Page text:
The red vases that currently populate spaces within the Yale Center for British Art make up the installation Made in China, by the artist Clare Twomey. The work includes eighty vases, identical in shape and size. All were created using the same multipart molds and fired in the same kiln. This work was done in the Chinese ceramic production center of Jingdezhen, one of the few places on earth where the skills and capabilities exist for such an undertaking.
There is one unique piece in the group, which will take some time to find as you walk among the vessels. Seventy-nine of the vases are decorated with identical flowers, achieved in the Chinese factory using decals. One vase, however, has hand-applied decoration in eighteen-karat gold. This was executed by skilled artisans at Royal Crown Derby in Stoke-on-Trent in Staffordshire—for centuries the industrial heartland of British ceramic production. So expensive is the gilding that this solitary object cost more than the making and decorating of all the other vases put together.
Twomey’s installation is a portrait of the international ceramic industry. Chinese manufacture is dominated by efficient assembly processes. These may be executed by hand or by machine, but either way, they offer few opportunities for individual creativity. British manufacture, by contrast, is increasingly oriented to the luxury sector, which demands high skill but supports only a small workforce. The 79:1 ratio of Made in China is both a symbol and a tangible manifestation of this imbalance. It speaks not only to economic reality but also to cultural stereotypes concerning originality and craft.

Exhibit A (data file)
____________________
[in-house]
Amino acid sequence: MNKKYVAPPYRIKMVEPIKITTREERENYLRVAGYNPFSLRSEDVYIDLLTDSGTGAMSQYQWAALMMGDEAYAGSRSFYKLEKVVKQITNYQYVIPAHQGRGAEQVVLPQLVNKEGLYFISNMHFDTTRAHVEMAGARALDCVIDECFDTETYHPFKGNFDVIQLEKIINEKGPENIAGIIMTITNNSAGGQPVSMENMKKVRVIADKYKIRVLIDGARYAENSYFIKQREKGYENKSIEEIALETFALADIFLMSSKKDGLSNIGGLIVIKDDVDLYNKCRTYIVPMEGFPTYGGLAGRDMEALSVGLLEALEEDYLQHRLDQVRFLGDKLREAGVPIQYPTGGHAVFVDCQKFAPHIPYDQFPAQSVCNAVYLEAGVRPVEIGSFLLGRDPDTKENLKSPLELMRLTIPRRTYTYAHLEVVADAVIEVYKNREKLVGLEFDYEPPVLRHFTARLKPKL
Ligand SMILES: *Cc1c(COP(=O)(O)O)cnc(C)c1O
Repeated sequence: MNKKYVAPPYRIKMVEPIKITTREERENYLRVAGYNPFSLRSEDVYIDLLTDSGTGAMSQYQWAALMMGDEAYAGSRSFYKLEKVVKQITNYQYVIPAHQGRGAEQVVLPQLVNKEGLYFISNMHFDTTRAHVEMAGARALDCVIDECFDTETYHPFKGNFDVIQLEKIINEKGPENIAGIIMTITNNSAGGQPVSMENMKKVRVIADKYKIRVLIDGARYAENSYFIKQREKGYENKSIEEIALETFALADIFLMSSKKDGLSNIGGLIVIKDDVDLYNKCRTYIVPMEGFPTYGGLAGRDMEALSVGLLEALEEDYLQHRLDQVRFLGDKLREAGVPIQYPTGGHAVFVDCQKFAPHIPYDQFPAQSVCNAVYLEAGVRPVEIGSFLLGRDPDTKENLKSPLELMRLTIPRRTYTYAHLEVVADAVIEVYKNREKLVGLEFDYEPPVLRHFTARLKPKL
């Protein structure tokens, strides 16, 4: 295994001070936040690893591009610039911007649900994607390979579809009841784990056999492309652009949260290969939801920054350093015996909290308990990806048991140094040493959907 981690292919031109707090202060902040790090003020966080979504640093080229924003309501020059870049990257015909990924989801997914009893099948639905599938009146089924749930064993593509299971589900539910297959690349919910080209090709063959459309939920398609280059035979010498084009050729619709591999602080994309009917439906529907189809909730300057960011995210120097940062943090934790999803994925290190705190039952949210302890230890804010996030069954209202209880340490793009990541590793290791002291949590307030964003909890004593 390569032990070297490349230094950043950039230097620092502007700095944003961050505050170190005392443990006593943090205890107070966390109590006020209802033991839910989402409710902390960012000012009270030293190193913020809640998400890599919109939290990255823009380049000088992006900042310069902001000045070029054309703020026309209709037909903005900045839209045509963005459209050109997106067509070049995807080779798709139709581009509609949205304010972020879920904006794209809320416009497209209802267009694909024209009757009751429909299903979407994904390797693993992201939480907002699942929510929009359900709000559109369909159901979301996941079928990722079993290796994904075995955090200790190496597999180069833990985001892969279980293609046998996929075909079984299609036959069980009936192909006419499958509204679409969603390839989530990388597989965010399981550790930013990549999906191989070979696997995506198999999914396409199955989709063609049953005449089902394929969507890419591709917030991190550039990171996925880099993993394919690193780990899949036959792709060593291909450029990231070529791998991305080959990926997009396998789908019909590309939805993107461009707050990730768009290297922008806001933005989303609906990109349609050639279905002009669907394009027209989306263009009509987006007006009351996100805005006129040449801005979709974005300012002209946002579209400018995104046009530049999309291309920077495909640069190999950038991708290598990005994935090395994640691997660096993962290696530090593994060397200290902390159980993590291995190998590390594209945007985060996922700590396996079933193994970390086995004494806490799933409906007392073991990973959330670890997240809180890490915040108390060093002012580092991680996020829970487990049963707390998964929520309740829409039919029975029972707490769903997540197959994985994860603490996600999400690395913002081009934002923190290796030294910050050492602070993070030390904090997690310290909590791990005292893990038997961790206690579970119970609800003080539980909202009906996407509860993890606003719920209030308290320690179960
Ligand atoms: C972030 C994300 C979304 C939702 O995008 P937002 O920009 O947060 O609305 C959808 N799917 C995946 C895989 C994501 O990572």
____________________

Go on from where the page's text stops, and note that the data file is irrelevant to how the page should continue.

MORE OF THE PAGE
Made in China will be part of the exhibition “Things of Beauty Growing:” British Studio Pottery, on view at the Center from September 14 through December 3, 2017, and at The Fitzwilliam Museum, University of Cambridge, from March 20 through June 18, 2018.